World Coins

Israel’s highway to history uncovers A.D. 69 to 70 coin hoard

Artifacts including 114 bronze coins have been found among remains of a previously unknown settlement discovered during highway construction in Israel.

The Israeli Antiquities Authority confirmed to Coin World Aug. 18 that an ancient ceramic money box with the coins was discovered near the Jerusalem–Tel Aviv Highway. The coins were found inside a house in a previously unknown settlement from the Late Second Temple period. Pottery shards discovered by an IAA inspector several months ago led to the archaeological excavation where the coin find was made. 

The coins date to Year Four of the Jewish Revolt. The revolt against the Romans began in A.D. 66 and eventually led to the destruction of the temple and the massacre of the Jewish resisters in A.D. 70.

Coins were issued for five years, and are available in multiple denominations. Expert David Hendin explores them in Guide to Biblical Coins, now in its fifth edition. Among coins issued in Year Four were bronze half, quarter- and eighth-shekel pieces. 

According to Pablo Betzer and Eyal Marco, excavation directors, on behalf of the Israel Antiquities Authority, “Evidently someone here feared the end was approaching and hid his property, perhaps in the hope of collecting it later when calm was restored to the region.”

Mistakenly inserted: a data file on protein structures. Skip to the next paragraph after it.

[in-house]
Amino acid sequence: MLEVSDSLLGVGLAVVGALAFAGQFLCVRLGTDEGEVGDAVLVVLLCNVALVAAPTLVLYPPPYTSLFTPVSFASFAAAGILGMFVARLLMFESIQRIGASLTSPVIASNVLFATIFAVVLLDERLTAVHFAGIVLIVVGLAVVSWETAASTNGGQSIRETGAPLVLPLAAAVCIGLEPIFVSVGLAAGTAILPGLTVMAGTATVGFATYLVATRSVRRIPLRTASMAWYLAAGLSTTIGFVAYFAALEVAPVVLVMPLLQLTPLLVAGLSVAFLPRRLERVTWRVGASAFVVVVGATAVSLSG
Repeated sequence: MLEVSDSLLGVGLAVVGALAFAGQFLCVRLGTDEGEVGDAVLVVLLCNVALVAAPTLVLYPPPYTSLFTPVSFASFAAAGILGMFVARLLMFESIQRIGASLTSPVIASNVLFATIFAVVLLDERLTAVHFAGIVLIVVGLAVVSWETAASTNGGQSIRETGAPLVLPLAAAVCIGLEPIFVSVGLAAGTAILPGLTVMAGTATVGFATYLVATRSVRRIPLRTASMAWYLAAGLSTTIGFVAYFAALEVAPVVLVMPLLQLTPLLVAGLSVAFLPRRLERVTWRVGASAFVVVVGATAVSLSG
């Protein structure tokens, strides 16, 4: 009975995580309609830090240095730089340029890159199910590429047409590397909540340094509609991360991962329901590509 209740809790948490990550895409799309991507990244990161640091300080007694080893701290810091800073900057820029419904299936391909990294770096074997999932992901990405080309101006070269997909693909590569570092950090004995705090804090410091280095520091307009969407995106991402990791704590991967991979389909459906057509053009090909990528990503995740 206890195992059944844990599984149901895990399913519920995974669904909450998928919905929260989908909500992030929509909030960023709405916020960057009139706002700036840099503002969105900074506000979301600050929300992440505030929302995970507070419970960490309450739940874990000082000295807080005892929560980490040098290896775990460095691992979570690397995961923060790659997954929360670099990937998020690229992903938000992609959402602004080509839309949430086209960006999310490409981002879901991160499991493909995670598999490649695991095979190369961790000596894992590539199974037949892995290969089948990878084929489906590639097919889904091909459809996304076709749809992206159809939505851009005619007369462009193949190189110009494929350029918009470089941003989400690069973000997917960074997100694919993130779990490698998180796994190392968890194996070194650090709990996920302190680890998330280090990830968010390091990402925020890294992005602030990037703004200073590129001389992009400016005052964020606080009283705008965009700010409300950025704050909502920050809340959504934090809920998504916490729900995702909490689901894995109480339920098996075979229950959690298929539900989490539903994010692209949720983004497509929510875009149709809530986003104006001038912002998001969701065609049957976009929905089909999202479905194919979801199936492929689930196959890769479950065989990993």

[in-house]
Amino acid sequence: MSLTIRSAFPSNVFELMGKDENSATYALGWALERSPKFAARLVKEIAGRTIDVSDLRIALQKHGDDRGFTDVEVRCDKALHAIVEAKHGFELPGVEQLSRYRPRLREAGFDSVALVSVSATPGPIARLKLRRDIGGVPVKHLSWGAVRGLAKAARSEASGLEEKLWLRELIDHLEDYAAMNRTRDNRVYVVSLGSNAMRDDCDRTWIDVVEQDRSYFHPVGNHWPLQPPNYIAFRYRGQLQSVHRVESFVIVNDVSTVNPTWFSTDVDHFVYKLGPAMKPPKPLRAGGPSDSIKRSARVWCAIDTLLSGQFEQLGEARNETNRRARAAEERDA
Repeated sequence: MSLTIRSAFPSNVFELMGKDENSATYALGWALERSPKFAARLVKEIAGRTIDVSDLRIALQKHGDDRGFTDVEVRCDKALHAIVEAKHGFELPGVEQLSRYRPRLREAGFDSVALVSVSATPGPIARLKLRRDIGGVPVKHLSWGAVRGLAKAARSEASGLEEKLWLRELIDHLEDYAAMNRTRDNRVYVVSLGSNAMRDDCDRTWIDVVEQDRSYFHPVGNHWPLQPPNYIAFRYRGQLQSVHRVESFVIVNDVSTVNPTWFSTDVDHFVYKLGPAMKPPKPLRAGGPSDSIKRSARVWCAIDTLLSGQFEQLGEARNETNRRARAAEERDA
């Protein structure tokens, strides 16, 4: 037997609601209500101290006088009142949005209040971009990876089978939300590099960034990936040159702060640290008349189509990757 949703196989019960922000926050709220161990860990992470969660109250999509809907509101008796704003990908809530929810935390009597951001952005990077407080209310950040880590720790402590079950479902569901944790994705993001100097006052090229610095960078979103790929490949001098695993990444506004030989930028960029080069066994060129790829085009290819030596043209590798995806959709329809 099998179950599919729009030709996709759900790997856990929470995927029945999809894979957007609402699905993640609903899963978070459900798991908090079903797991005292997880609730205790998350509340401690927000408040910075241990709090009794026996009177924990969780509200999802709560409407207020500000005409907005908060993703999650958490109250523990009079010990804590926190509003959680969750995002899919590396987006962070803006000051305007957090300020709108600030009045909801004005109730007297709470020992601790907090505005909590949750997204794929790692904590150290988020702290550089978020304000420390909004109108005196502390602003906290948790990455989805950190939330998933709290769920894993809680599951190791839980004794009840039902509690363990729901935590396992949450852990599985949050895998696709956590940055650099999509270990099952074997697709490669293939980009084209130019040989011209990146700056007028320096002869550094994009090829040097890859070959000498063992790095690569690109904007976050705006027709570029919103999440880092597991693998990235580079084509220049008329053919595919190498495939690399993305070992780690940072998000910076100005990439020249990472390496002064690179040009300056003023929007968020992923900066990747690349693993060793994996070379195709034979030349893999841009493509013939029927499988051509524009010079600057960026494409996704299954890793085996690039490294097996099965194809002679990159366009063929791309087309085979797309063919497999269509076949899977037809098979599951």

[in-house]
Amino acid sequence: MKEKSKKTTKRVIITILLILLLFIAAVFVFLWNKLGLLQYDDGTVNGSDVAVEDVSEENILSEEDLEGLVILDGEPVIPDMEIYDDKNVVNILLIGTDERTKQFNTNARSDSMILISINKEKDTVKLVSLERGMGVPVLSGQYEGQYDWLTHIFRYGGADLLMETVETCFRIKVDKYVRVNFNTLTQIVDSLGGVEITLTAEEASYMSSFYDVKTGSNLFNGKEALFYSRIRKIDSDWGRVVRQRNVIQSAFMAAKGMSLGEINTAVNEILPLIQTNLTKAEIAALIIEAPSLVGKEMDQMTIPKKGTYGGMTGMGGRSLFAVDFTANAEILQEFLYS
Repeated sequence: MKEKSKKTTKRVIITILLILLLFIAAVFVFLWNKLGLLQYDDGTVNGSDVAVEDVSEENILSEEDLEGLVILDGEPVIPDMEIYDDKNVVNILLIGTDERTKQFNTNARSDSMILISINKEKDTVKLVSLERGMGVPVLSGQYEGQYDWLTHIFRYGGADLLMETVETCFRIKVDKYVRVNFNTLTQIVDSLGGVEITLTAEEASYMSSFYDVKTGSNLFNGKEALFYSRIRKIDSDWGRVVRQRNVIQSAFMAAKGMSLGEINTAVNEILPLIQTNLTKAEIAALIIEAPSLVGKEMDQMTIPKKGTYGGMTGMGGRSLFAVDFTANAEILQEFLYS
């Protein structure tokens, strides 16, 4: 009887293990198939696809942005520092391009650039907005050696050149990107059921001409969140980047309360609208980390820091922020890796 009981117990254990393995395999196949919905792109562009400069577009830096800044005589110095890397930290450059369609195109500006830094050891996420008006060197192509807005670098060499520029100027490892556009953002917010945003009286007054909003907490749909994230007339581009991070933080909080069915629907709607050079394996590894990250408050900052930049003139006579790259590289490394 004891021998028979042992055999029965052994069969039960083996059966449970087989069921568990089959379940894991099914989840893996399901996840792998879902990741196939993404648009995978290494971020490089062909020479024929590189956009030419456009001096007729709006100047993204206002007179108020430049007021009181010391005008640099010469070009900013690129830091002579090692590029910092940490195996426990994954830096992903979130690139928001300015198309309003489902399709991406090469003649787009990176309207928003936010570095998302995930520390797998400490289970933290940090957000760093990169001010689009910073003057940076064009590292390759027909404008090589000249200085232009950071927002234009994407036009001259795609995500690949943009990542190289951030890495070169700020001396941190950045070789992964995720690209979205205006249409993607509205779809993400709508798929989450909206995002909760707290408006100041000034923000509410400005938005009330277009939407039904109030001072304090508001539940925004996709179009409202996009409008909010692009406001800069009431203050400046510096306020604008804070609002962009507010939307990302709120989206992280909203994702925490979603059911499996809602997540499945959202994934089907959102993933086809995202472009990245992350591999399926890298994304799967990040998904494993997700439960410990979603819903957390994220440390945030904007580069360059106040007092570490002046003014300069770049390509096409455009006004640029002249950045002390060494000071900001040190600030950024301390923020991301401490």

All of the coins in the hoard feature a chalice and the Hebrew inscription “To the Redemption of Zion” on the obverse, and a bundle of lulav (myrtle, palm branch and willow tied together) between two etrogs (citrus fruits).

Around this is the Hebrew inscription “Year Four,” indicating that the coins were struck circa A.D. 69 to A.D. 70. 

According to Hendin, these Year Four bronze coins reflect the waning fortune and strength of the Israeli defenders. Earlier bronze issues have an inscription translating to “Freedom of Zion.” The change in legend may reflect “the Jewish insurgents’ realization that they would soon be defeated,” Hendin wrote.

The hoard was concealed in the corner of a room, perhaps inside a wall niche or buried in the floor. Two other rooms and a courtyard belonging to the same building were exposed during the archaeological excavation. The structure was built in the first century B.C. and was destroyed in A.D. 69 or A.D. 70 when the Romans were suppressing the Great Revolt. 

Early in the second century, part of the building was reinhabited for a time, which culminated in the destruction of the Jewish settlement as a result of the Bar Kokhba rebellion. According to the IAA, “It seems that the residents of this village, like most of the Jewish villages in Judea, were active participants in both of the major uprisings against the Romans — the Great Revolt and the Bar Kokhba Revolt. As a result of their involvement the place was destroyed twice, and was not resettled.” 

Officials of the IAA and Netivei Israel Company (the construction company) are considering whether it will be possible to preserve the village remains within the framework of the landscape development alongside the highway.

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